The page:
Revealed: The highs and lows of riding over 8000 miles on Ducati’s red-hot Panigale V4
Neeves looks back on his year with Ducati’s stunner
Friday, April 20: I collect the V4 S from Ducati UK and as one of the first in the country it quickly draws a crowd; it’s something I have to get used to over the coming months. I take the back roads home and am blown away by its grunt, ride and sheer drama. And it’s so gorgeous I often find myself pulling over, just to gawp at it.
The right mirror stalk breaks as I brush past a hedge. I post a picture online and discover many Panigale owners have suffered a similar thing. Otherwise the only thing spoiling the V4’s looks is its clunky numberplate hanger. Two bolts later it’s in the bin. I replace it with an Evotech tail tidy, making the back look as amazing as the front.
I accidentally leave the ignition on and flatten the battery. I haven’t got a charger for the lithium ion battery so Ducati Peterborough save the day.
Nürburgring-bound. For such a track-focused bike the V4 S’s surprisingly refined and roomy and I manage 128 miles before the reserve light comes on. But my wrists are battered after a few hours. Packed with rapid, high-gear corners the Nordschleife must be the only place in the world where you can properly stretch its legs, burning through a tank of fuel in just 60 miles.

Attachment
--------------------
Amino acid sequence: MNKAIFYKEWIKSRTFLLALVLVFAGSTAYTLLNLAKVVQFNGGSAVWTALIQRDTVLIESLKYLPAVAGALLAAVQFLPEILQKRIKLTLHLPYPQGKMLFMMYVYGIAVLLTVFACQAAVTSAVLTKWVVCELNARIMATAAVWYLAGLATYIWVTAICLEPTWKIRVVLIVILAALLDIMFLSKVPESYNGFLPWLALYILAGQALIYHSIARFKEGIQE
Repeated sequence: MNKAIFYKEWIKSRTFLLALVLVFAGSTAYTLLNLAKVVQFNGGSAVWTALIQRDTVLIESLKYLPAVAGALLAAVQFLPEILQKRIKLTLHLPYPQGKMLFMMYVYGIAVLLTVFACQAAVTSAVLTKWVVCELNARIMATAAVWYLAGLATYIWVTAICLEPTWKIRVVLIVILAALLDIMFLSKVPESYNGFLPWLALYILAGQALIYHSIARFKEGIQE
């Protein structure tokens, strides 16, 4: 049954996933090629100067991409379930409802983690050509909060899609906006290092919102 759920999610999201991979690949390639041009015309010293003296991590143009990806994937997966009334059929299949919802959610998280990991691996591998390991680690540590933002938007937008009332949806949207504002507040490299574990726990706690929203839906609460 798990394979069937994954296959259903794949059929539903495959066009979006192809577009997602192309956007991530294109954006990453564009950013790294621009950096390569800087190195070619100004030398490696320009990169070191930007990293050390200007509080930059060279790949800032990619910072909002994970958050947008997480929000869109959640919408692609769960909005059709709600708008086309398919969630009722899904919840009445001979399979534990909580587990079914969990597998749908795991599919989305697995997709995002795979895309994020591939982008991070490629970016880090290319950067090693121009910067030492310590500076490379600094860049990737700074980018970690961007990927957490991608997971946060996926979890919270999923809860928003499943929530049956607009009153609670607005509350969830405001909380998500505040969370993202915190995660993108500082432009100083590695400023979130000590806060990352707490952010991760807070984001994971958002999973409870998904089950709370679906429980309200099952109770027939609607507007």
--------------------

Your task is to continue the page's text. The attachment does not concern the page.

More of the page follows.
Brands GP trackday (MSVT). After the glow of the ’Ring I’m surprised to discover a different V4 S here. A combination of instant grunt and a super-stiff chassis ties the rear Pirelli Supercorsa SPS in knots every time I touch the throttle, no matter what I do with the suspension. It’s incredibly stable on the brakes and turns deliciously into an apex, though.
The quickshifter and blipper start working intermittently. The warning light comes on occasionally and finally stays on. Soon afterward I fit replacement Brembo brake pads, which are almost on their limit. The warning light disappears. Can it know when the pads are worn? I also fit BST Rapid Tek carbon wheels and a new rear Supercorsa.
A 3147-mile holiday to Croatia is a mix of pleasure and pain. Pummelled wrists and a fried backside are low points but some of Europe’s best roads on one of the most capable sportsbikes ever is very special. Carbon wheels give an even more sumptuous ride but the warning light reappears in Italian floods and the quickshifter has stopped working again.
Oil change service. The V4 S has very generous oil (7500 miles) and valve check (15,000 miles) intervals. I was in the middle of France when it was due, but doing it before I left would’ve been too soon. The quickshifter is restored and the dash lights are extinguished.
I go the fun way to work a final time. The cold, wet and greasy November roads are not what it was built for so I don’t feel bad giving it back. It still looks new and there’s not a stone chip in sight. Would I buy one? For trackdays and long distances, no, but for the sheer thrill of ownership and short road blasts, few motorcycles feel so special.